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Te Kanawa

Nga Tohu

In 1840 more than 500 chiefs signed the Treaty of Waitangi, New Zealand’s founding document. Ngā Tohu, when complete, will contain a biographical sketch of each signatory.


Signature Sheet Signed as Probable name Tribe Hapū Signing Occasion
5 Sheet 2 — The Manukau-Kāwhia Sheet Te Kanawa Te Kanawa Waikato, Ngāti Maniapoto Ngāti Mahuta, Ngāti Naho, Ngāti Hine Kāwhia, 21 May 1840

Te Kawana signed the Manukau-Kāwhia sheet of the Treaty of Waitangi on 21 May 1840 at Kāwhia, having already signed the Waikato–Manukau sheet in late March or early April 1840.

Te Kanawa headed Ngāti Mahuta taua (war parties) in many battles in the 1820s and 1830s, under the leadership of Te Wherowhero, who later became the first Māori king. In 1820–21, Te Kanawa led a taua by sea to avenge the murder of Ngāti Māhanga rangatira (chief) Unu-a-tahu by Ngāti Toa. This attacked the pā of Ngāti Rārua, a Ngāti Toa subtribe, at Waikawau near Mōkau. In 1821–22, Te Kanawa was part of a 600-strong taua called Amio Whenua. News of this war party travelled ahead of them and when they arrived in the Kāpiti district they found it deserted, with no waka (canoes) left to allow them to attack Ngāti Toa on Kāpiti Island.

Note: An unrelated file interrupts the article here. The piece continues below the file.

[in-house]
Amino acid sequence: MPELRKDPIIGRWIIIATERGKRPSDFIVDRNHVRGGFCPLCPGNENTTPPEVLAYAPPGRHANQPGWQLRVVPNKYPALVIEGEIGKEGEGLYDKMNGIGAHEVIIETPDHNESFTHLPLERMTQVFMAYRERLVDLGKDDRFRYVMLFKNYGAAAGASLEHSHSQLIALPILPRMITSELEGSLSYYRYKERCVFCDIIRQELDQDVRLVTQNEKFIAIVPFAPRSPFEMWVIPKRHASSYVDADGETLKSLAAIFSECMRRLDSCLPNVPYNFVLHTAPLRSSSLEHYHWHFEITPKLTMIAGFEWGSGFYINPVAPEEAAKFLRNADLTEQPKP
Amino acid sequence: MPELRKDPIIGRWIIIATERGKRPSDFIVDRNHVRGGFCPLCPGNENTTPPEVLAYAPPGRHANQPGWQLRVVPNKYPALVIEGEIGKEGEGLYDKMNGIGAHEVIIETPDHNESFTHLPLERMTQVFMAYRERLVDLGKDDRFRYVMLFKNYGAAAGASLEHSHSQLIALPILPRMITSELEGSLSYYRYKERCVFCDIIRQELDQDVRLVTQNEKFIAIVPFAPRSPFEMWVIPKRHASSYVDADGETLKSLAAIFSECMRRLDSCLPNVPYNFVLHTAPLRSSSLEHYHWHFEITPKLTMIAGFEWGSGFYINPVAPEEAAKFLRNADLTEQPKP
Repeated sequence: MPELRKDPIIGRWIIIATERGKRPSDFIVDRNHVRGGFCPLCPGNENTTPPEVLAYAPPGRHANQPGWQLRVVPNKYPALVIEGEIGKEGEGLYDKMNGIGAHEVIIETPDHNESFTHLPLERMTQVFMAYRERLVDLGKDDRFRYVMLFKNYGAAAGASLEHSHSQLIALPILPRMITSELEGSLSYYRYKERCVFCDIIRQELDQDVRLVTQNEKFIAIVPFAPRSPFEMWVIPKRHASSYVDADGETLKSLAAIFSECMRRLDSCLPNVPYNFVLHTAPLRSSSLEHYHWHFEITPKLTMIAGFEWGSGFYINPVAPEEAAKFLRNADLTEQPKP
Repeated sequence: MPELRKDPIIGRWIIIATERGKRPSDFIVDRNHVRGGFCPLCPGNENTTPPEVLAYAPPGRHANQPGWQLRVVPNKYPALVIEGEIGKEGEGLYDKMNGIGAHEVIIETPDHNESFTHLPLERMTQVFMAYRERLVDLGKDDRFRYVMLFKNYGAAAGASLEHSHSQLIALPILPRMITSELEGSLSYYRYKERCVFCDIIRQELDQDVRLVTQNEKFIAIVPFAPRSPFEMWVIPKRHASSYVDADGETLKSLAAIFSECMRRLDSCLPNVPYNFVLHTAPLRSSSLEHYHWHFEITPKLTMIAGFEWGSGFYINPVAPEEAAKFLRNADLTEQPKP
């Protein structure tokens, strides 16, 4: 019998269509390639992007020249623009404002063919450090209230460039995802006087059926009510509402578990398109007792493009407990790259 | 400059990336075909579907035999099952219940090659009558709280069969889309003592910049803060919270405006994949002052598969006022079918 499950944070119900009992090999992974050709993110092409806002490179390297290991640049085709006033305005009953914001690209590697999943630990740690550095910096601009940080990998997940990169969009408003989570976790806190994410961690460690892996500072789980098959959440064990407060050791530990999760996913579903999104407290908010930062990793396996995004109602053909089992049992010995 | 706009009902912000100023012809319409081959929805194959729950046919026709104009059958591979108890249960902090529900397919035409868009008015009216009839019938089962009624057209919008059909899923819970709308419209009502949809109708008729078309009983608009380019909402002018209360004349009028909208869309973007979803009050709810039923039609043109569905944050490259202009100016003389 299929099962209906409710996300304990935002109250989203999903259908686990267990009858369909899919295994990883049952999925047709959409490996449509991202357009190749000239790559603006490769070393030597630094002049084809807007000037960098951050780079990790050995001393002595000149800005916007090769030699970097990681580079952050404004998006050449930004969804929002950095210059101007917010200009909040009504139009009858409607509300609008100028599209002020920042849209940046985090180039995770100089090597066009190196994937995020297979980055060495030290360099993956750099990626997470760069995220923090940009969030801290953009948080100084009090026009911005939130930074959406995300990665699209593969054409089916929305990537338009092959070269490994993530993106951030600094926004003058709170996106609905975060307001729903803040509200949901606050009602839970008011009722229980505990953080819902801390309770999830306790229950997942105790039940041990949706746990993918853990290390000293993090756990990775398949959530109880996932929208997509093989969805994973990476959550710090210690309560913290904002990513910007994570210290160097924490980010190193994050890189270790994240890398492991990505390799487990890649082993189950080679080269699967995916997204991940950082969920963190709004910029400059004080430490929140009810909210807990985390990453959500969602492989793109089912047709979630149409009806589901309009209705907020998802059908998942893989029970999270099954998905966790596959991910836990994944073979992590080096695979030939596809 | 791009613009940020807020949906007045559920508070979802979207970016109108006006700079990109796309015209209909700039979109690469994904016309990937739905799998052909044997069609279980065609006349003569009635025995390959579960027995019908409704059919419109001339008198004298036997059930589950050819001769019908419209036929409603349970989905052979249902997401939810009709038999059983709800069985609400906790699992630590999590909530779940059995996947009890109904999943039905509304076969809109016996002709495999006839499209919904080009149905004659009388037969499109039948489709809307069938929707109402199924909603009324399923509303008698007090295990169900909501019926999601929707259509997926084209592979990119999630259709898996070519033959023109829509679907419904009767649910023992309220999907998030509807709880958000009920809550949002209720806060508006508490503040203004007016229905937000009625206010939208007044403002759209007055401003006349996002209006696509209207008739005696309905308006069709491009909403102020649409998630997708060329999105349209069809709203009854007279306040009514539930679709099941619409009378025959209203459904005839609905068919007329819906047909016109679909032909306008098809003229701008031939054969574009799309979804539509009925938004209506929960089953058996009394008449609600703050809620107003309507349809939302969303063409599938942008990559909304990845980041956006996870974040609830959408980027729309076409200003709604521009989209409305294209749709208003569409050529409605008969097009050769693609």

In 1831 Te Kanawa was part of an even larger taua of around 4,000 men. Three years later Te Kanawa joined other Waikato taua and 2,500 fighters who attacked the Taranaki pā of Ngāti Ruanui at Te Ruaki in revenge for the death of Te Karawa and their defeat at Te Namu on the Taranaki coast.

In 1845, during the Northern War, Te Kanawa, along with 15 other Waikato rangatira, wrote a letter saying that they would not join in ‘Ngāpuhi’s wrongdoing’. [1] They said they would support Te Wherowhero if he asked them to support the Pākehā in Auckland, but challenge him if Ngāpuhi persuaded him to join them.

In 1857 Te Kanawa was one of the rangatira present when the Ngāti Maniapoto people confirmed their support for Te Wherowhero as the first Māori king.

[1] Letter from chiefs to McLean, 24 March 1845, MS-Papers-0032-0669A-06, Alexander Turnbull Library

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